Intelligent Marketer Podcast Episode 23: Marketing Technology Tools with Jeff Shearer
Chris Nixon |
Strategy is the core of marketing.
But technology is the force multiplier.
Jeff Shearer is a Marketing Operations and MarTech strategist based in Seattle. Most recently, he served as Director of Marketing Operations Technology at Nintex, a workflow automation company. He has also been with Expedia's corporate travel division and just struck out on his own as an independent marketing operations and technology consultant.
"I describe marketing automation tools as Legos in business," he told me, "because you can build anything with them."
I asked Jeff about those Legos. We talked about MarTech affects organizations at all levels, ways to get the c-suite to invest, what guides his decisions, how to evaluate marketing technology, and what Jeff sees in the future.
MarTech's Organizational Effects
Marketing technology is a tool that's part of your larger strategy. It's a force multiplier. Without solid marketing operations in place, the opportunity to scale just isn't there. Scalability is especially relevant to smaller startups who may hesitate to invest in marketing technology only to find it's harder to scale later on. While you can't build all your systems around scale when you're really small, you do have to think in terms of growth.
MarTech's value also shows up in its ability to mend rifts between sales and marketing. A rift is almost always an alignment issue. Marketing operations solves this issue by aligning sales' needs with marketing's goal. After all, the end performance of marketing isn't clicks, leads, or opens. It's revenue. It's what's in your pipeline. And that matters to sales.
For example, when you are building a marketing dashboard, you can focus on the opportunity data first. That's what sales cares about. "I think there's a huge opportunity in the marketing ops and mar-tech space to mend rifts between sales and marketing," Jeff told us.
Finally, Jeff said that marketing is shifting from soft skills - the creative pieces - to hard skills - data analysis and testing. The next generation of VPs and CMOs is looking for a data-driven effort. Having the technology and operations in place can help you be that rocket scientist marketer. It puts credible data behind what you're doing.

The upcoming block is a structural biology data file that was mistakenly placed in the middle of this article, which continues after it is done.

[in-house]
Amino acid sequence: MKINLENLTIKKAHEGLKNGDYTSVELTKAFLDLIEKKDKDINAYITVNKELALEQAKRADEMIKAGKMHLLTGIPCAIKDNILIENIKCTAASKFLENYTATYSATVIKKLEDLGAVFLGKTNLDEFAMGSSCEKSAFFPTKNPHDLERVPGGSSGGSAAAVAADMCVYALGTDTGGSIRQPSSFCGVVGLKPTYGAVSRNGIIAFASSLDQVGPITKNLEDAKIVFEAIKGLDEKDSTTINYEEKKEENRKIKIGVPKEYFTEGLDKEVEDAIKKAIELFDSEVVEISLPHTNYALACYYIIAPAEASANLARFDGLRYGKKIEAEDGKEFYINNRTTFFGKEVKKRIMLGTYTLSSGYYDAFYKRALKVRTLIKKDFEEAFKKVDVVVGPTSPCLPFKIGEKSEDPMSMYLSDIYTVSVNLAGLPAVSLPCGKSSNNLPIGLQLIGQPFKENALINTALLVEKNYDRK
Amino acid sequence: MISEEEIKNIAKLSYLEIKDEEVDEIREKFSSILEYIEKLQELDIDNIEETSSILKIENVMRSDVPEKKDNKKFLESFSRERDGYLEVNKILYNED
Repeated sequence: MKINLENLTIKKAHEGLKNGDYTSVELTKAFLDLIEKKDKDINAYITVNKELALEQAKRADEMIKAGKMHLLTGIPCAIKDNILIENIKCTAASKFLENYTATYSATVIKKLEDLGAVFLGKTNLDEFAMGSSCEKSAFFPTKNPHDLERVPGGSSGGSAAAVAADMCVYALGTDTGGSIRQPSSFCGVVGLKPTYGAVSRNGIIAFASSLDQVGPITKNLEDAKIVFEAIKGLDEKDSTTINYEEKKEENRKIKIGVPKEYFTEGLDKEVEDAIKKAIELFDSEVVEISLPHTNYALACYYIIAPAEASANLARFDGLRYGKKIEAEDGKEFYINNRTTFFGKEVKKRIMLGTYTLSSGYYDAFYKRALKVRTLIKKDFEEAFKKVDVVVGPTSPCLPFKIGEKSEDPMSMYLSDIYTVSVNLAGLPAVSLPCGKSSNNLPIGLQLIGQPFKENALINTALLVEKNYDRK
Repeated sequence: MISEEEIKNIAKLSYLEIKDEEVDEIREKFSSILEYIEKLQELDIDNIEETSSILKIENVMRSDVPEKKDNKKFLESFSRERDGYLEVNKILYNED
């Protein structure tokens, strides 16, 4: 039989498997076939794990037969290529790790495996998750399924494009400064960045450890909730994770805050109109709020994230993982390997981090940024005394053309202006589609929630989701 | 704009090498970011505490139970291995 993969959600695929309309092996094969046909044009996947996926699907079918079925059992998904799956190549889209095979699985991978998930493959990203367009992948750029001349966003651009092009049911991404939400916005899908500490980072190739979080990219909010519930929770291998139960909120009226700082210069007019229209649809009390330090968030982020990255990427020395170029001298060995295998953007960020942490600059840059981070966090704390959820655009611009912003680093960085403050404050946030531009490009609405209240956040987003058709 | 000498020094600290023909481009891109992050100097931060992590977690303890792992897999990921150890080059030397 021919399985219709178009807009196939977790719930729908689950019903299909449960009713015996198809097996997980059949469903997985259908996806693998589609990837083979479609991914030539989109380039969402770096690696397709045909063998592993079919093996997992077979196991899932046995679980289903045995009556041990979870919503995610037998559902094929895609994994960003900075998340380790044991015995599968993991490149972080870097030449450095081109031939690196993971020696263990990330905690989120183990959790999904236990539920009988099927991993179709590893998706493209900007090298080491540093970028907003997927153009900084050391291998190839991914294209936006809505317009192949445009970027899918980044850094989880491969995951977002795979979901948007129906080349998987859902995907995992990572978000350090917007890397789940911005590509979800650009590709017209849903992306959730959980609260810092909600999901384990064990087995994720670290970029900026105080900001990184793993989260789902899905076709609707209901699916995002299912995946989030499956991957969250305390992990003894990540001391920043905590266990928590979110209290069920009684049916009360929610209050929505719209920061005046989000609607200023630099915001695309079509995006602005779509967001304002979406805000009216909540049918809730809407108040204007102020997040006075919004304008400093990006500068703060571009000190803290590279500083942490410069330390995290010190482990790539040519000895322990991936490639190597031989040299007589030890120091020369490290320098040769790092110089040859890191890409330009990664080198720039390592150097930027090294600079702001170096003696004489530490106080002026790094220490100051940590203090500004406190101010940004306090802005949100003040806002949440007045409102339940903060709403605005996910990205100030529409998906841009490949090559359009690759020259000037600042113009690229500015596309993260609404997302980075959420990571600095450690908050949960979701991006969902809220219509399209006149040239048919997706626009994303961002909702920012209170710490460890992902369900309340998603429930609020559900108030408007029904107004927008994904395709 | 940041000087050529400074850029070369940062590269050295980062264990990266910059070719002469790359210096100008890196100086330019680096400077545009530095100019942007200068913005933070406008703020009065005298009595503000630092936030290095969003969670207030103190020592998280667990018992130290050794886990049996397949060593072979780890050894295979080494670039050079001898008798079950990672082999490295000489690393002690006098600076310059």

"I describe marketing automation tools as Legos in business because you can build anything with them.” - Jeff Shearer
Getting the C-Suite to Invest in Marketing Operations
How do you get your company to invest in marketing operations technology? You show them the data.
Marketers are infamous for wanting technology that will enable them to do cool new programs. Don't say that. Instead, justify purchasing mar-tech by saying you'll expose more valuable insights to the sales team and help them be more opportunistic with their outreach efforts.
Once marketing understands sales' needs and what they're trying to do, the better it can help solve their problems.
Simply put, validate the purchase of your tools.
Evaluating Marketing Technology and Operations
It's time to choose a new mar-tech product. How do you decide what you need?
It's hard to break through the clutter when everyone's using the same strategies to market to you. As a buyer, it's equally difficult to say what actually matters because of the noise of unsolicited emails and cold calls.
Jeff said he leans on his network of other professionals. They can explain the products they chose, why the chose them, and how they use them. If a product passes the test with those guys, then by the time Jeff reaches out to a company about their mar-tech product, he's close to sold.
Always ask: Is this a platform that has multiple arms to its functionality or is this a point solution that does one thing? While it can be helpful to have a focused tool, the bulk of your budget should be consolidated around a couple of core platforms. You don't want a bunch of tools that have heavily overlapping pieces of functionality since these are challenging to manage. New MarTech products should solve today's problem but also look ahead to problems you'll need to solve in the next 6-12 months.
"I feel like part of the renaissance that's happening here around technology has to be somewhat of a return to the basics.” - Jeff Shearer
The Future of MarTech
Today's functionality typically either focuses around building out the buyer profile or personalizing the buyer's experience. That will likely continue but in a way that is more evolutionary than revolutionary.
No matter what, solid marketing practices must stand behind our technology. "The marketers who are winning," Jeff told us, "are applying (technology and data) with good solid marketing sensibility - good copy, good messaging, and ultimately a good product behind it."
The technology is important, but foundational marketing behind the scenes is critical. In fact, we may see the softer sides of marketing innovate more in the next few years than the data and technology sides.